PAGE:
Takarahkwensere (Ducky) Benedict, Kyler Montour, Bryce Montour, Wylie Delaronde, Carson Delisle, Atewennateka McComber and Bentley Diabo are all Kahnawa’kehró: no in the squad.

Head coach Dale O’Neill has discovered that Kahnawake sends “very nice” kids to the organization.

For most of the team’s players, this is their first year in organized football. Early in the season, O’Neill found his players reluctant to tackle, clinging to jerseys more often, so he asked his team to go out on the pitch in oven mitts to practice.

The team is healthier heading into the playoffs, but it’s always more difficult for a lower seed, O’Neill said. They will face second-seed Sunnybrooke this weekend.

The team was on vacation last weekend, but decided to accept an exhibition game with Lakeshore, the number one seed. The Raiders held on at halftime, losing just 20-16.

Courtesy of Dale O’Neill

“My wide receiver made a nice diving catch in double cover thanks to two people to score a touchdown. It was beautiful, ”said O’Neill. The second half didn’t go so well for the Raiders, however, and the final score was 54-16.

The Bantam team, which includes players up to the age of 15, finished with a 2-6 record. The playoffs start a weekend later than the other age groups, but the Raiders are off this weekend. “Our season could have gone better, for sure,” said Corey Cook. “But we were competitive in more games than we were.”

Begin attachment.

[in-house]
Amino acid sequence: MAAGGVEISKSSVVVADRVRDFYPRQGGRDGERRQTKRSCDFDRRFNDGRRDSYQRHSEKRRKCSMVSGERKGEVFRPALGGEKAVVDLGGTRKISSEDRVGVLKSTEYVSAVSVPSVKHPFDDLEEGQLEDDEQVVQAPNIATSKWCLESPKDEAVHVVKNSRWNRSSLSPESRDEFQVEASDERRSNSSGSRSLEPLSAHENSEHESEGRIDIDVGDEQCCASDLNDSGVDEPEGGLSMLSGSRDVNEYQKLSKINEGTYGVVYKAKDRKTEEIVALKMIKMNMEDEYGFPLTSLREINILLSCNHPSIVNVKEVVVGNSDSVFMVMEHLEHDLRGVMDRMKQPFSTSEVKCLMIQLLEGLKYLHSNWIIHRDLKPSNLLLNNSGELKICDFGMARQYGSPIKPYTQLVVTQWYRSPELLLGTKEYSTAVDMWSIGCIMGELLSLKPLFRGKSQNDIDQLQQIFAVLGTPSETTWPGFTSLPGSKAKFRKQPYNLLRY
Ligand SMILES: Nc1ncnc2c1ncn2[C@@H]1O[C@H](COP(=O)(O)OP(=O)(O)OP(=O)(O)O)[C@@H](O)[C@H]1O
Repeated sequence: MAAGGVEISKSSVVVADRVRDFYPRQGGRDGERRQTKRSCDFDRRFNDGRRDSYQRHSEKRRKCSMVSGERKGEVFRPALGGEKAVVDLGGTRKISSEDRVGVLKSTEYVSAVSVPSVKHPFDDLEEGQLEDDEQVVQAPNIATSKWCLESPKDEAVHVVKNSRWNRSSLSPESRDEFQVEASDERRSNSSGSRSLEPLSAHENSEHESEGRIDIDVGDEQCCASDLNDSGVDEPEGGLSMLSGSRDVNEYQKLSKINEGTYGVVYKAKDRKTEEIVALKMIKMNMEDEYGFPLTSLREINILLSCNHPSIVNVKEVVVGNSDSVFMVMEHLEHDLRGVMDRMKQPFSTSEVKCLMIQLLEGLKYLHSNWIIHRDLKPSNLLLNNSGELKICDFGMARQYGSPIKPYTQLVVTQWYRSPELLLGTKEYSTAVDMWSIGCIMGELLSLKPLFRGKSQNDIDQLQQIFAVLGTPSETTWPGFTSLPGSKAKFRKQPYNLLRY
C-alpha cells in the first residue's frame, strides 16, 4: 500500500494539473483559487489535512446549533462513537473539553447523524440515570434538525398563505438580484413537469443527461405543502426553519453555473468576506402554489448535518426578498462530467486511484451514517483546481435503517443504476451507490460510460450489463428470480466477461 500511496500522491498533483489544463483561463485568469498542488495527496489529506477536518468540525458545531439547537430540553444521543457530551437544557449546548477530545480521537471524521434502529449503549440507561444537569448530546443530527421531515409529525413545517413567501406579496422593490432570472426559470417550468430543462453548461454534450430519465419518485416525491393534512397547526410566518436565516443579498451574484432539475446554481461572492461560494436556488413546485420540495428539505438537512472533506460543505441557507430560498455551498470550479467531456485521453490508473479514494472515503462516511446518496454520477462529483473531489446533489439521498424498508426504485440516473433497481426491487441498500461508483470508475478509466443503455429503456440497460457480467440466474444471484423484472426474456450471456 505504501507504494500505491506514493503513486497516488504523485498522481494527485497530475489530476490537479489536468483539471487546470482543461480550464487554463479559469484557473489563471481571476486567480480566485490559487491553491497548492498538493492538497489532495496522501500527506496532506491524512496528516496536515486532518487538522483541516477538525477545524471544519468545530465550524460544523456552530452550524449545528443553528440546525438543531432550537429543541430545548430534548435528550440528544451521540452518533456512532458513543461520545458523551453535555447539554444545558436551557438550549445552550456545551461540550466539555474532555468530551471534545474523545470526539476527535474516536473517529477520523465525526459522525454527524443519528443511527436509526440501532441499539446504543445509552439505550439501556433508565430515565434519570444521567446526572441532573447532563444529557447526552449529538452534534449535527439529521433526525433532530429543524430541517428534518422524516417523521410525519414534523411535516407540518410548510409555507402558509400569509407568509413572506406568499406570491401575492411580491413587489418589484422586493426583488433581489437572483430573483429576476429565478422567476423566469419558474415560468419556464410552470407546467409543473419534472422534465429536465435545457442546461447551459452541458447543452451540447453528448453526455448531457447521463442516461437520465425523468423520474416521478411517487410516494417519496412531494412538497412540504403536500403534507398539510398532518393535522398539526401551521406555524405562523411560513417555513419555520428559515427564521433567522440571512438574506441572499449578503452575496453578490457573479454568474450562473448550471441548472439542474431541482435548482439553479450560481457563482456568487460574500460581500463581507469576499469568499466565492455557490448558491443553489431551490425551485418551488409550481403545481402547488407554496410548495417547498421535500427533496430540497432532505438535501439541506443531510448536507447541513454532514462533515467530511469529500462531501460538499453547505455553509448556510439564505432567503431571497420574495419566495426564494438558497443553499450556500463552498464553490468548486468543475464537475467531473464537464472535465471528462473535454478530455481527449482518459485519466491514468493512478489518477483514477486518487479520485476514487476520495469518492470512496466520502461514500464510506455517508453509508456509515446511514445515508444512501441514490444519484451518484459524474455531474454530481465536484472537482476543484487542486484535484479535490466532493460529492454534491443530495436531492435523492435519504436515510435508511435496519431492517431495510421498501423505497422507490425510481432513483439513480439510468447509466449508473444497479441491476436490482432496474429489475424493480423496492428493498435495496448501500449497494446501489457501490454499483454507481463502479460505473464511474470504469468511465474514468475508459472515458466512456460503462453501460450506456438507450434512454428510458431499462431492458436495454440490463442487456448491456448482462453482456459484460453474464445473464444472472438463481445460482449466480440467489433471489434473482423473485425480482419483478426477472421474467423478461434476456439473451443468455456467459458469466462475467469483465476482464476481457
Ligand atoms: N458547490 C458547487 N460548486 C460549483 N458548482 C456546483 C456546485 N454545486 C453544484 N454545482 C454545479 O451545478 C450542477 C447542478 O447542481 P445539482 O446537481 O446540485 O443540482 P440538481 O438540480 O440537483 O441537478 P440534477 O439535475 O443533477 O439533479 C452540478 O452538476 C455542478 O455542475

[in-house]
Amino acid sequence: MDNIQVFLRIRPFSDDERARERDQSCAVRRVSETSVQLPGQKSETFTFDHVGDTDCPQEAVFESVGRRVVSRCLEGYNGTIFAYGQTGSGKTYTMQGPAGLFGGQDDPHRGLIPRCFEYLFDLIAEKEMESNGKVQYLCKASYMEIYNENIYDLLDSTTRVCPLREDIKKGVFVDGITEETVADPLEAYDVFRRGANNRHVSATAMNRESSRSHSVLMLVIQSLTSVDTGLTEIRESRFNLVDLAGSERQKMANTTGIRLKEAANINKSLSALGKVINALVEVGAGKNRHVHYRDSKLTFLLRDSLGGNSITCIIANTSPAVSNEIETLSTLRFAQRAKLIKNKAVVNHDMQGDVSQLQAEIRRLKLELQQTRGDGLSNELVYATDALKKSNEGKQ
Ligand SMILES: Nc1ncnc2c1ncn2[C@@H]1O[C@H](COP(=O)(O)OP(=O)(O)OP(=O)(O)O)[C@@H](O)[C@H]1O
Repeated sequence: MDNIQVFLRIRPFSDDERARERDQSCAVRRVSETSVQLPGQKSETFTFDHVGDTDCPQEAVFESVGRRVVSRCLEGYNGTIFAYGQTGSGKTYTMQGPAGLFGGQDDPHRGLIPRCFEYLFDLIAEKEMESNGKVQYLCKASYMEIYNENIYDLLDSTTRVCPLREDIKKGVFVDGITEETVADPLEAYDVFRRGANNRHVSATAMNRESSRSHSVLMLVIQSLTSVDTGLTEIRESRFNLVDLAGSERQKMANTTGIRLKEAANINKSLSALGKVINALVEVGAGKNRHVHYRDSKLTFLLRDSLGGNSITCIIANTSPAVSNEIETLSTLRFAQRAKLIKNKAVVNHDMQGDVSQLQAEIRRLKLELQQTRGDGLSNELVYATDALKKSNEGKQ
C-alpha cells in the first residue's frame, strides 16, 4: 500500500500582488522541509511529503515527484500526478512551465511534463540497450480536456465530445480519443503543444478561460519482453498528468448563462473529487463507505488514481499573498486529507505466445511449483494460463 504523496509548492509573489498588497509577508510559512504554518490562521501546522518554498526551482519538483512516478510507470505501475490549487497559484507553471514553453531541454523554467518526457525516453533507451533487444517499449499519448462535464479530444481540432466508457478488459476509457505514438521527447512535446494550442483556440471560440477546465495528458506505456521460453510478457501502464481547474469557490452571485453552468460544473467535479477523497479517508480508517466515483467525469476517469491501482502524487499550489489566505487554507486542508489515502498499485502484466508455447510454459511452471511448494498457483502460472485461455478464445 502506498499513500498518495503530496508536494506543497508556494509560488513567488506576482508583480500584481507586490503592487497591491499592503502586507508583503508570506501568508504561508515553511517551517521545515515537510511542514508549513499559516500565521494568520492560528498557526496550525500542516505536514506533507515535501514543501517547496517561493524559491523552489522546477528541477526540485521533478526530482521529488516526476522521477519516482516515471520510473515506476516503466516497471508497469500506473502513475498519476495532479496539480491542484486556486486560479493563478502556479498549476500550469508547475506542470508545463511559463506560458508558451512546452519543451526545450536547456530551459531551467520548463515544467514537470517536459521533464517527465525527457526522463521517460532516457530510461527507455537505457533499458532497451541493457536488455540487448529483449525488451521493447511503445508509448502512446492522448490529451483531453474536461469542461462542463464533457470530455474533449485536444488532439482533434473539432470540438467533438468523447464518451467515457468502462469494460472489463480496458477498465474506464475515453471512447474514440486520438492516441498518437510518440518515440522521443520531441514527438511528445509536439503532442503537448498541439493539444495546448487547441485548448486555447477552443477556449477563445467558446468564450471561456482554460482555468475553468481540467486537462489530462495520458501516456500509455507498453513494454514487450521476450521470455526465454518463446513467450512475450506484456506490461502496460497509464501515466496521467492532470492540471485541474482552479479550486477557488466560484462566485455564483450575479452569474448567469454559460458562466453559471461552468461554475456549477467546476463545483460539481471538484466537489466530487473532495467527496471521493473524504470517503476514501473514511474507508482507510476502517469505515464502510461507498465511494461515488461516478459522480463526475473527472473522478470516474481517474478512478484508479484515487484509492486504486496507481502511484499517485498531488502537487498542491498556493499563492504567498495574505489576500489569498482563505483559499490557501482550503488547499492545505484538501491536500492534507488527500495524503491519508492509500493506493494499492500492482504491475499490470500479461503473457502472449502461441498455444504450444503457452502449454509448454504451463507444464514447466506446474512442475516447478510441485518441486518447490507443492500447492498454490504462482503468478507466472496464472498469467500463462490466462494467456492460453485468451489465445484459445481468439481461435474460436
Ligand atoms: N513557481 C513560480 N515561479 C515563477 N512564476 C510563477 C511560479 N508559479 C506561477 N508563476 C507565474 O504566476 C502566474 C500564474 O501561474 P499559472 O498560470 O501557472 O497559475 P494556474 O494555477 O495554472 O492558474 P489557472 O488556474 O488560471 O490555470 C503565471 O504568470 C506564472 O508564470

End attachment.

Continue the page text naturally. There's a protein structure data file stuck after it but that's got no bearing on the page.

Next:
Many of the team’s players were in their first year of football, and Cook said the season has been a success from a player development perspective.

James Phillips, Ronan Diabo, Bocephus Dailleboust and Tehaianerahkhwa Deer are the Kahnawa’kehró: not of the team, and they are a welcome and coachable group, Cook said. “Bocephus Dailleboust immediately entered the starting XI on both sides of the ball, which is testament to his natural athletic abilities. “

Due to the pandemic, the playoffs are shortened and split into two tiers. The Raiders will play in the lower tier, but will still be competing in playoff football.

The team could face the LaSalle Warriors in the first round depending on how the games unfold this weekend. The Raiders lost to them last time around, but it played out in the dying moments of the fourth quarter. “We lost 27-23, but we know we can compete with them,” Cook said. “It would be a great game if that happened. “

Don’t forget the Tykes!

The only Raiders who aren’t making their way to the playoffs are the kids of Team Tykes – but only because the
the level of competition is lowered for five to seven year olds.

“Technically we don’t have the record for wins and losses, but my competitive side made me keep track,” said head coach Ricky Imhoff with a laugh.

Rory Randle, Brayan Randle, Brant Montour, Silas White, Hendrix Leclaire, Holden Beaton, Jackson McComber, Dainian McComber and Tehona’kara: a Diabo are all kids from the community who play on the team.

“They had a lot of fun whether they win or lose,” Imhoff said. “They always had a smile on their face. “

The team will enjoy a separate banquet from the rest of the Raider teams, and each child will walk away with a trophy to commemorate their year.

“I hope they will create lasting friendships with their teammates now and continue to play football,” Imhoff said.